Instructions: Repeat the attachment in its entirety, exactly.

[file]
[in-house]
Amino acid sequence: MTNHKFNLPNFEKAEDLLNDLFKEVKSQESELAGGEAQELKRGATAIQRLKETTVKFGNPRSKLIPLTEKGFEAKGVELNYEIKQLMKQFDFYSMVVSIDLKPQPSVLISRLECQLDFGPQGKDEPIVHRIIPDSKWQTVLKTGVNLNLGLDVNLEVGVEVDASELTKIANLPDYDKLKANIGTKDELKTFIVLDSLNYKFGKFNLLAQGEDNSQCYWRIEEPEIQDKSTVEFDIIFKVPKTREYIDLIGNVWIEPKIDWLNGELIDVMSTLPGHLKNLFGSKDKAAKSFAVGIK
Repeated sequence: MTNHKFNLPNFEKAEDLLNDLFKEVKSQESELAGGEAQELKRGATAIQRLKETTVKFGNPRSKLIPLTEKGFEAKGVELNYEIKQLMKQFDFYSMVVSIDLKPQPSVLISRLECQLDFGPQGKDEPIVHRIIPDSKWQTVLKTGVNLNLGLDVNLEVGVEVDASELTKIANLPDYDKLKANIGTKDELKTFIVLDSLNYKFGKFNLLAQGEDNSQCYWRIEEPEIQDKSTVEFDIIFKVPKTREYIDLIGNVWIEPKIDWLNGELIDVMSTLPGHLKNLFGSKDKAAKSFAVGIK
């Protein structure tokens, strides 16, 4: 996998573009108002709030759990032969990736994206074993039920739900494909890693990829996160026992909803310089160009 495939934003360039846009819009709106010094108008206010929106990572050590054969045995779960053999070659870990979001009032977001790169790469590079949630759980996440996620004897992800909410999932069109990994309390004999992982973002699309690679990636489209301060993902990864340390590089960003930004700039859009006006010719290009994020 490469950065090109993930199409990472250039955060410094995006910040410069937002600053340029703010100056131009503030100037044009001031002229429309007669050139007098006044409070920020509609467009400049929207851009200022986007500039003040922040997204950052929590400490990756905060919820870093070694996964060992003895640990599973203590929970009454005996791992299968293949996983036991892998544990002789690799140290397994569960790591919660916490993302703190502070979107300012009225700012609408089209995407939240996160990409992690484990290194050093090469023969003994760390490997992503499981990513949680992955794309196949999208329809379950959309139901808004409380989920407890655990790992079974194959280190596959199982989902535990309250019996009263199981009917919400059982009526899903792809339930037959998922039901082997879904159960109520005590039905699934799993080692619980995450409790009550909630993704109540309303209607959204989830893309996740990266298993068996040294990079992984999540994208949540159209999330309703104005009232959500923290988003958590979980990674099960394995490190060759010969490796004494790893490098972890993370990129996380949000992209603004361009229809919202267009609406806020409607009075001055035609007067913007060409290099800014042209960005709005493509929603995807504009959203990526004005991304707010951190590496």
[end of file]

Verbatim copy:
[in-house]
Amino acid sequence: MTNHKFNLPNFEKAEDLLNDLFKEVKSQESELAGGEAQELKRGATAIQRLKETTVKFGNPRSKLIPLTEKGFEAKGVELNYEIKQLMKQFDFYSMVVSIDLKPQPSVLISRLECQLDFGPQGKDEPIVHRIIPDSKWQTVLKTGVNLNLGLDVNLEVGVEVDASELTKIANLPDYDKLKANIGTKDELKTFIVLDSLNYKFGKFNLLAQGEDNSQCYWRIEEPEIQDKSTVEFDIIFKVPKTREYIDLIGNVWIEPKIDWLNGELIDVMSTLPGHLKNLFGSKDKAAKSFAVGIK
Repeated sequence: MTNHKFNLPNFEKAEDLLNDLFKEVKSQESELAGGEAQELKRGATAIQRLKETTVKFGNPRSKLIPLTEKGFEAKGVELNYEIKQLMKQFDFYSMVVSIDLKPQPSVLISRLECQLDFGPQGKDEPIVHRIIPDSKWQTVLKTGVNLNLGLDVNLEVGVEVDASELTKIANLPDYDKLKANIGTKDELKTFIVLDSLNYKFGKFNLLAQGEDNSQCYWRIEEPEIQDKSTVEFDIIFKVPKTREYIDLIGNVWIEPKIDWLNGELIDVMSTLPGHLKNLFGSKDKAAKSFAVGIK
């Protein structure tokens, strides 16, 4: 996998573009108002709030759990032969990736994206074993039920739900494909890693990829996160026992909803310089160009 495939934003360039846009819009709106010094108008206010929106990572050590054969045995779960053999070659870990979001009032977001790169790469590079949630759980996440996620004897992800909410999932069109990994309390004999992982973002699309690679990636489209301060993902990864340390590089960003930004700039859009006006010719290009994020 490469950065090109993930199409990472250039955060410094995006910040410069937002600053340029703010100056131009503030100037044009001031002229429309007669050139007098006044409070920020509609467009400049929207851009200022986007500039003040922040997204950052929590400490990756905060919820870093070694996964060992003895640990599973203590929970009454005996791992299968293949996983036991892998544990002789690799140290397994569960790591919660916490993302703190502070979107300012009225700012609408089209995407939240996160990409992690484990290194050093090469023969003994760390490997992503499981990513949680992955794309196949999208329809379950959309139901808004409380989920407890655990790992079974194959280190596959199982989902535990309250019996009263199981009917919400059982009526899903792809339930037959998922039901082997879904159960109520005590039905699934799993080692619980995450409790009550909630993704109540309303209607959204989830893309996740990266298993068996040294990079992984999540994208949540159209999330309703104005009232959500923290988003958590979980990674099960394995490190060759010969490796004494790893490098972890993370990129996380949000992209603004361009229809919202267009609406806020409607009075001055035609007067913007060409290099800014042209960005709005493509929603995807504009959203990526004005991304707010951190590496």